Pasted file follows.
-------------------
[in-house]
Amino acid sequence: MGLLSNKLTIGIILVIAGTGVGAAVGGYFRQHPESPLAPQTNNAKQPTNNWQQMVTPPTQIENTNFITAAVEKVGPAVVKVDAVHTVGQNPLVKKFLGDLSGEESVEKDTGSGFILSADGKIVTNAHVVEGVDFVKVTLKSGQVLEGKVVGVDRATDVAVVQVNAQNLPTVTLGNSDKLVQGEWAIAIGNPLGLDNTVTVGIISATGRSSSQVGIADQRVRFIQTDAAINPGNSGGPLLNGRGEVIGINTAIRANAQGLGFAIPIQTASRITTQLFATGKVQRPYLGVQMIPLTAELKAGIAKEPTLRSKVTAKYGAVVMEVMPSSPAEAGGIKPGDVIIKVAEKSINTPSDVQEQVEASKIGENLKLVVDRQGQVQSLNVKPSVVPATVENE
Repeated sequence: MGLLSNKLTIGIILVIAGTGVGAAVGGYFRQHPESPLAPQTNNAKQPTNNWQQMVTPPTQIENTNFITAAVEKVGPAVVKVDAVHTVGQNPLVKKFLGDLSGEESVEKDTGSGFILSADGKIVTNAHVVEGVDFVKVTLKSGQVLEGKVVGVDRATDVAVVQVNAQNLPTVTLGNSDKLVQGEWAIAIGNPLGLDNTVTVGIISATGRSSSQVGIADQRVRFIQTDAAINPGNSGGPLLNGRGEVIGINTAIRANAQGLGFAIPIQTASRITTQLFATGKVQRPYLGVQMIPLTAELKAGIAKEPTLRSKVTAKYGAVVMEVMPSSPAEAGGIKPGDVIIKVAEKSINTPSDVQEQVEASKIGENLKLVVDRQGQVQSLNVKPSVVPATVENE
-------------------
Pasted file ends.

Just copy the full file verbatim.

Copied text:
[in-house]
Amino acid sequence: MGLLSNKLTIGIILVIAGTGVGAAVGGYFRQHPESPLAPQTNNAKQPTNNWQQMVTPPTQIENTNFITAAVEKVGPAVVKVDAVHTVGQNPLVKKFLGDLSGEESVEKDTGSGFILSADGKIVTNAHVVEGVDFVKVTLKSGQVLEGKVVGVDRATDVAVVQVNAQNLPTVTLGNSDKLVQGEWAIAIGNPLGLDNTVTVGIISATGRSSSQVGIADQRVRFIQTDAAINPGNSGGPLLNGRGEVIGINTAIRANAQGLGFAIPIQTASRITTQLFATGKVQRPYLGVQMIPLTAELKAGIAKEPTLRSKVTAKYGAVVMEVMPSSPAEAGGIKPGDVIIKVAEKSINTPSDVQEQVEASKIGENLKLVVDRQGQVQSLNVKPSVVPATVENE
Repeated sequence: MGLLSNKLTIGIILVIAGTGVGAAVGGYFRQHPESPLAPQTNNAKQPTNNWQQMVTPPTQIENTNFITAAVEKVGPAVVKVDAVHTVGQNPLVKKFLGDLSGEESVEKDTGSGFILSADGKIVTNAHVVEGVDFVKVTLKSGQVLEGKVVGVDRATDVAVVQVNAQNLPTVTLGNSDKLVQGEWAIAIGNPLGLDNTVTVGIISATGRSSSQVGIADQRVRFIQTDAAINPGNSGGPLLNGRGEVIGINTAIRANAQGLGFAIPIQTASRITTQLFATGKVQRPYLGVQMIPLTAELKAGIAKEPTLRSKVTAKYGAVVMEVMPSSPAEAGGIKPGDVIIKVAEKSINTPSDVQEQVEASKIGENLKLVVDRQGQVQSLNVKPSVVPATVENE